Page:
Looking at some of the more popular Agile methodologies, we see that Scrum actually uses the term sprint to refer to a short iteration in witch work is done. Scrum divides a project into small, maybe two-week iterations called sprints. In this way, Scrum basically is dividing a marathon into small 400 meter dash distances suitable for sprinters.  That is, rather than fixing the problem of having the wrong type of people for the size of the project by trying to get the right kind of people, Scrum actually solves the problem by chopping up the project into byte-size chunks so our low-Buxton individuals can function in projects that used to be a bad fit for their low Buxton index.  As a result however, this has led to high-buxton index individuals that were well suited for the original problem, now feeling very unhappy and reduced to factory workers, having to do short repetitive tasks, as to them a two week sprint feels like being forced to work on an unimportant detail that is only distracting from the long term goals. This again may thus drive these high-Buxton individuals to seek a career outside of software-engineering.

Now an important question to ask is: how did we arrive at the point where software engineering teams for larger projects became so dominantly infested with low-Buxton individuals as to warrant the use of something like Scrum to get ourself producing output successfully again? My thesis is that our HR-Process has a bug. A major bug. The HR process in general and for software engineers in particular has devolved over the decades into a process that favors the hacker over the engineer, the sprinter over the marathon runner, the trivia over the deep understanding. In our earlier history we had the master apprentice system for many trades, and in many old trades remnants of this system are still present in the HR-process. Software engineering however has no roots in a master/apprentice system. Without these roots and with our fast passed HR-departments these days, the HR-Process for this relatively new trade has suffered most from a low-Buxton index favoring process.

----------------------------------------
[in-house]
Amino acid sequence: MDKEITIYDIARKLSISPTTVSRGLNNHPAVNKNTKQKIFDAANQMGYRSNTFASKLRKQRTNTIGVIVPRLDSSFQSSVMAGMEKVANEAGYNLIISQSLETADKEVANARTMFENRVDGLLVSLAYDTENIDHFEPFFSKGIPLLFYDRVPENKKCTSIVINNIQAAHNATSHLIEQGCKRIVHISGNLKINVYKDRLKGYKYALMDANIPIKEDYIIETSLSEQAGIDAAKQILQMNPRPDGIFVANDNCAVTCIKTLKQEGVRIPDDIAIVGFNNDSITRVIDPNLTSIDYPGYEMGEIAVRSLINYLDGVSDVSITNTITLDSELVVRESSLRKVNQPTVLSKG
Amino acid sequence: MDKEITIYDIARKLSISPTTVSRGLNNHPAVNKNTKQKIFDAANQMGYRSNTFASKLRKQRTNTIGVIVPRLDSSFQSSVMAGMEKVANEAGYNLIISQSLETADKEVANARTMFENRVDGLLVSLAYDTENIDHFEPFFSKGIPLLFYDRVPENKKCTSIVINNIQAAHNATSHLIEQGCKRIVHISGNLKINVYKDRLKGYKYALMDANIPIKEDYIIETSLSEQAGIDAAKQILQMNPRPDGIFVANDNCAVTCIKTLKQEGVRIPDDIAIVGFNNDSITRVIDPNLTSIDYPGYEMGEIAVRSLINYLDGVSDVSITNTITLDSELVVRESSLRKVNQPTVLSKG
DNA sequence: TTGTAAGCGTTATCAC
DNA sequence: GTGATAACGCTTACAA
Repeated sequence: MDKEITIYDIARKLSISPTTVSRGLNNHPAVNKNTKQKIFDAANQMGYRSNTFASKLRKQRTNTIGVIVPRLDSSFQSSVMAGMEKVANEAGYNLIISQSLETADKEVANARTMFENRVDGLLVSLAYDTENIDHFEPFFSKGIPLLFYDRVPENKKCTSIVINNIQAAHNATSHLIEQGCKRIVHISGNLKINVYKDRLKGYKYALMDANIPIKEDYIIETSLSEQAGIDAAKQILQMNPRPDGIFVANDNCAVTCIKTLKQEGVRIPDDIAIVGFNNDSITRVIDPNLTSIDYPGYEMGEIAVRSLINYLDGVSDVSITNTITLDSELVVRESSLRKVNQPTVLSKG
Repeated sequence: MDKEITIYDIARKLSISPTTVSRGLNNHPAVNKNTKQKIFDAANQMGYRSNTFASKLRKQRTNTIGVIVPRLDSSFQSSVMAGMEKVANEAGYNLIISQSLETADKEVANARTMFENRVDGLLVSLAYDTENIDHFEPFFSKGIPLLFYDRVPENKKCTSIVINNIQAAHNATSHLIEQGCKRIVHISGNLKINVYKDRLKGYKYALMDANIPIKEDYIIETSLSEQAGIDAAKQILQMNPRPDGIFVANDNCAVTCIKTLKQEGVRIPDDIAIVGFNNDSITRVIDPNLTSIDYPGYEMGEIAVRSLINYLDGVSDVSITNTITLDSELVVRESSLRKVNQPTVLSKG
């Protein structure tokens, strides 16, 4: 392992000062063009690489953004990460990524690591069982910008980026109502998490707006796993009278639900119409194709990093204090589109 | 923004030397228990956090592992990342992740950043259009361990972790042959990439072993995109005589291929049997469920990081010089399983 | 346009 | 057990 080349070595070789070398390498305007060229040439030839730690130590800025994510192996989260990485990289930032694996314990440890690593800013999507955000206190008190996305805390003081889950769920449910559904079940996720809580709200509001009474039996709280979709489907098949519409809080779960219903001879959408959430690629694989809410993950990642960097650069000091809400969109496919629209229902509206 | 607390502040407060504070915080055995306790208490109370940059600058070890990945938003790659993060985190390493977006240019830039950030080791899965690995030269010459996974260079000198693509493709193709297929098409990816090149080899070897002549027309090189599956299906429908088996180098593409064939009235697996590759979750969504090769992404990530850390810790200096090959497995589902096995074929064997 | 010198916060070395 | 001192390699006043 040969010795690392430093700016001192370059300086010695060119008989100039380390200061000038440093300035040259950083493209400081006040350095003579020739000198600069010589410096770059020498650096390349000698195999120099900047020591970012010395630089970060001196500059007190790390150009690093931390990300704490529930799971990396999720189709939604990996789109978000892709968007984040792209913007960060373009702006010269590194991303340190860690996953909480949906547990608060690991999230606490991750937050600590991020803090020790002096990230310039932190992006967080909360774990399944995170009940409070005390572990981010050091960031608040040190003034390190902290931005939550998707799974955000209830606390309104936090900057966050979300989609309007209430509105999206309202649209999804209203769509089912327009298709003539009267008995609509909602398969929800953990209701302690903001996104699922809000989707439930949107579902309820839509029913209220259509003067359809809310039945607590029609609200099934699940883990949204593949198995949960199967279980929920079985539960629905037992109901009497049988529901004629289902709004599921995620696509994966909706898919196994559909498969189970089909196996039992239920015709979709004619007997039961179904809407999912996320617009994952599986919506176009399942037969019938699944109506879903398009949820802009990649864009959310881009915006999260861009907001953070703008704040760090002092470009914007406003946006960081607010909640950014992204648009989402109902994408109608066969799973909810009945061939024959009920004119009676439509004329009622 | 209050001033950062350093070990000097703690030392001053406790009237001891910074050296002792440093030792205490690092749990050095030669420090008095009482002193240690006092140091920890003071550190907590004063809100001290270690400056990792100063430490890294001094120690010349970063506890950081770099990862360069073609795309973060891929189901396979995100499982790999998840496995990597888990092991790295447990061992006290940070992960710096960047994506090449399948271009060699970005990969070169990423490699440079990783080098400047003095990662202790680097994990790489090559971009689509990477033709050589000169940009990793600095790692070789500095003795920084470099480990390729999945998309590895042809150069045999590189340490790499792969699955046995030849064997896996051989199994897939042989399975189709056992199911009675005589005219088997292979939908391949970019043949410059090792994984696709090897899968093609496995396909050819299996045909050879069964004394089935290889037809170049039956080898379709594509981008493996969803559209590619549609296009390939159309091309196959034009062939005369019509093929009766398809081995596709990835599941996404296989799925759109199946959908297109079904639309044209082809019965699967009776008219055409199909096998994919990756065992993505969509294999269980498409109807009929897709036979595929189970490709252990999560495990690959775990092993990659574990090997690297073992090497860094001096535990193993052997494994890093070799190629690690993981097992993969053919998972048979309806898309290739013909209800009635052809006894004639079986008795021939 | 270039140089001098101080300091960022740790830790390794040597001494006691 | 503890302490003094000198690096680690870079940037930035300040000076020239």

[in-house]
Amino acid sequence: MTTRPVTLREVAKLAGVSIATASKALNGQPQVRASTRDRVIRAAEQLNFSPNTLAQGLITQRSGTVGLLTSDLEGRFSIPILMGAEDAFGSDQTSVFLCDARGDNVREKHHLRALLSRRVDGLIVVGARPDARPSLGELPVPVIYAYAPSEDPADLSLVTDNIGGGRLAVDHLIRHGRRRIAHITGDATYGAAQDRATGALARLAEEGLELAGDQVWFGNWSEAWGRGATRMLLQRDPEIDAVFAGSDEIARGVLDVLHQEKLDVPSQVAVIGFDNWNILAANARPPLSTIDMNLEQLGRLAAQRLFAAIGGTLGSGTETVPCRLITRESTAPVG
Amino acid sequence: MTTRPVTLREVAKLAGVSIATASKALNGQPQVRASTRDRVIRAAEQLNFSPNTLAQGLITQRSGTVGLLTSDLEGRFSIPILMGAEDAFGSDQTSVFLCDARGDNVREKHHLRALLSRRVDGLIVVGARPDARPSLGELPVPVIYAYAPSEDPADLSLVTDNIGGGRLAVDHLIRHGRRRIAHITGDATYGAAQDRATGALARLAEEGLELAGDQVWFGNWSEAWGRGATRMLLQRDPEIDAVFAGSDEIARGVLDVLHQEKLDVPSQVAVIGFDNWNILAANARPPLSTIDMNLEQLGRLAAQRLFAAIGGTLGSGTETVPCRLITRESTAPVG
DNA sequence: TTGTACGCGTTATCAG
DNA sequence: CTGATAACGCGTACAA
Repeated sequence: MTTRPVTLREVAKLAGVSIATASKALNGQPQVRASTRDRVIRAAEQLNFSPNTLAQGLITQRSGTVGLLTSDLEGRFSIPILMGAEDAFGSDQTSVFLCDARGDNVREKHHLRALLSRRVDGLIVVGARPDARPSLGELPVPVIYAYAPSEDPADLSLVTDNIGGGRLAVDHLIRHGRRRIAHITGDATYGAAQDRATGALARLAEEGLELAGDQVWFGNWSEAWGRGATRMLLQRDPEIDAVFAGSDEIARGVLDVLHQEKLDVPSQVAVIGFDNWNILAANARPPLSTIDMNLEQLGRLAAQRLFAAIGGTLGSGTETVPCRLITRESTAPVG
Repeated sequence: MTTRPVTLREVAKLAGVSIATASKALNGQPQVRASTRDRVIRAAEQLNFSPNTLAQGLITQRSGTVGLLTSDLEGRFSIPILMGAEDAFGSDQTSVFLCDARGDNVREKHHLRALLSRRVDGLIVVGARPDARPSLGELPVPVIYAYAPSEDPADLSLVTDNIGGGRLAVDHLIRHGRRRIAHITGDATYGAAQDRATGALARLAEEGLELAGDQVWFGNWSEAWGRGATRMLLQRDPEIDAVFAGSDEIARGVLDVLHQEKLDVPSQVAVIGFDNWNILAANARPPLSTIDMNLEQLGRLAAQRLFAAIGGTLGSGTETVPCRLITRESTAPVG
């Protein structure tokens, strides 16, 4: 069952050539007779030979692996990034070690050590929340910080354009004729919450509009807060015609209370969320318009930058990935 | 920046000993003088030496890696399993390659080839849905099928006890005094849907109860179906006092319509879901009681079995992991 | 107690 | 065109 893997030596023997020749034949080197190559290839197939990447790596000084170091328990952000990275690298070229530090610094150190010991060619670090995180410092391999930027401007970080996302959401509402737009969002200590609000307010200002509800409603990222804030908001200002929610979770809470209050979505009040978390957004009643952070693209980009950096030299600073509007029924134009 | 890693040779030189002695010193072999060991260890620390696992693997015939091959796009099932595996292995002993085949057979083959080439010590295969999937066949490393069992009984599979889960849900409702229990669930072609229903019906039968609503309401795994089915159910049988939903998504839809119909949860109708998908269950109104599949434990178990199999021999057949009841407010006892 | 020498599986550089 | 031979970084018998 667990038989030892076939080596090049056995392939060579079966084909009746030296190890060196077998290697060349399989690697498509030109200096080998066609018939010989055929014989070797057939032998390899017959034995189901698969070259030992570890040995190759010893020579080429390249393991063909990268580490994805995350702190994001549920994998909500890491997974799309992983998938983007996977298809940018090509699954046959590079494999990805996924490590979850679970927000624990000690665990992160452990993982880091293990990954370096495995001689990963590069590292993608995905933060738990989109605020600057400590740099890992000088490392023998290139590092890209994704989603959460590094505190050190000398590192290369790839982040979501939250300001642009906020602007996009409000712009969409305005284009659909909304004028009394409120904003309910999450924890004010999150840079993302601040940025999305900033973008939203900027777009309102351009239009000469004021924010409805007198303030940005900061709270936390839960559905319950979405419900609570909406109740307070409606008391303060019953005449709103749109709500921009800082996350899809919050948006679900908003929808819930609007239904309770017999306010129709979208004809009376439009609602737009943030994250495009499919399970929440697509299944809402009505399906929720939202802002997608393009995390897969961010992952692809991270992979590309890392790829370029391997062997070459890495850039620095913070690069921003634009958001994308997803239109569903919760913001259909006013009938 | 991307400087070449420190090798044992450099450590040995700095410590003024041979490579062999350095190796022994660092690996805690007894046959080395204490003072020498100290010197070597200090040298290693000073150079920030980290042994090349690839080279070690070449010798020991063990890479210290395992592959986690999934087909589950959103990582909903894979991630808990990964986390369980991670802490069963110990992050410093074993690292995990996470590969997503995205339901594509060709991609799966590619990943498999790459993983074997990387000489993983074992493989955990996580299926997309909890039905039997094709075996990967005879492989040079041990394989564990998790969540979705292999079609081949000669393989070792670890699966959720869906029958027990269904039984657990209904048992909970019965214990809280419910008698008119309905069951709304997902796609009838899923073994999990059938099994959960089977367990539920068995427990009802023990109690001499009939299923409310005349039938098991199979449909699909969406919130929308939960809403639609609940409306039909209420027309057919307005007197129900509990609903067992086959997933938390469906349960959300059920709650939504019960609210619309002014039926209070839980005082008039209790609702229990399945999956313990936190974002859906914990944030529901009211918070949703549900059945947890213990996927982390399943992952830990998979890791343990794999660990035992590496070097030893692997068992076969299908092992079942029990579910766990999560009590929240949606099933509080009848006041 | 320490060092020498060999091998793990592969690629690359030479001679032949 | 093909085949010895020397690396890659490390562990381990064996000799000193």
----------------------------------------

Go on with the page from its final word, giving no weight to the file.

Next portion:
Combining these facts and my thesis I would dare to pose the idea that the whole Agile movement as we are seeing today is the direct result of the lack of a master-apprentice culture in software engineering and the current day fast passed HR-process. That is, Agile has turned out to be a surprisingly effective but nasty hack for a bug in our HR-process. A bug that is likely going to show up in other trades as well as the master/apprentice roots of many old trades pass into oblivion.

RaiiCap pattern: Injected Singleton alternative for C++